How Does a Total Station Work?

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A total station is an electronic theodolite combined with an electronic distance meter that has an additional internal data storage or external data collector. It works by measuring angles, distance, coordinates and heights. The data is transferred to a computer that uses software to generate a map of the area.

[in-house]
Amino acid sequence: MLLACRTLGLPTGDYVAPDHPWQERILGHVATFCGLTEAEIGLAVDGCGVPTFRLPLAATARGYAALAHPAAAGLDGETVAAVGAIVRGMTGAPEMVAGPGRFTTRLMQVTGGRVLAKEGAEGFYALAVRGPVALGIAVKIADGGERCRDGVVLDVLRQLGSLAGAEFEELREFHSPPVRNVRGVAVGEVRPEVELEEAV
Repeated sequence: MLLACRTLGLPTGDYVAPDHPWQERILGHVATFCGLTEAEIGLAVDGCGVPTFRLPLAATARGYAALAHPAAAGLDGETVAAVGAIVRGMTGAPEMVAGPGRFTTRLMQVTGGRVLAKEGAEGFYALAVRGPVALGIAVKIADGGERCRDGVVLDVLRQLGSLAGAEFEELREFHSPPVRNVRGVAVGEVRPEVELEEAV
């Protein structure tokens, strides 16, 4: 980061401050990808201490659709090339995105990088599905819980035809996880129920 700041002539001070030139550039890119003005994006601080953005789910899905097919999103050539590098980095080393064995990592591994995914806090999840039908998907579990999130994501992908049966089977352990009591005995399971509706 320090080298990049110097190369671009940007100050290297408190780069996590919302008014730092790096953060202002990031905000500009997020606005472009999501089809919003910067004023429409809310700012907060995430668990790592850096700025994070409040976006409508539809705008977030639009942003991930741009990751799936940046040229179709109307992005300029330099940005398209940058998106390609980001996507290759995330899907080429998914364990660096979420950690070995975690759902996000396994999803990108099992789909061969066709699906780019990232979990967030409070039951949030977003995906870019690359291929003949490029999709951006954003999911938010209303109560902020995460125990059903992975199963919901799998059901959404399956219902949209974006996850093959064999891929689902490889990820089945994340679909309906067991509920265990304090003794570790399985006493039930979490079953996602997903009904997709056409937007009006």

The total station emits a laser beam on a target and detects the light reflected back. The station calculates the actual deviation of the reflected light's wavelength. It has an accuracy of 0.07 inch per 0.62 mile. Direct line of sight is needed to measure the coordinates of an unknown point corresponding to a known coordinate. Some total stations use a Global Navigation Satellite System receiver to bypass the need of line of sight. GNSS offers a poor accuracy on the vertical axis and requires longer periods of time to take the measurement.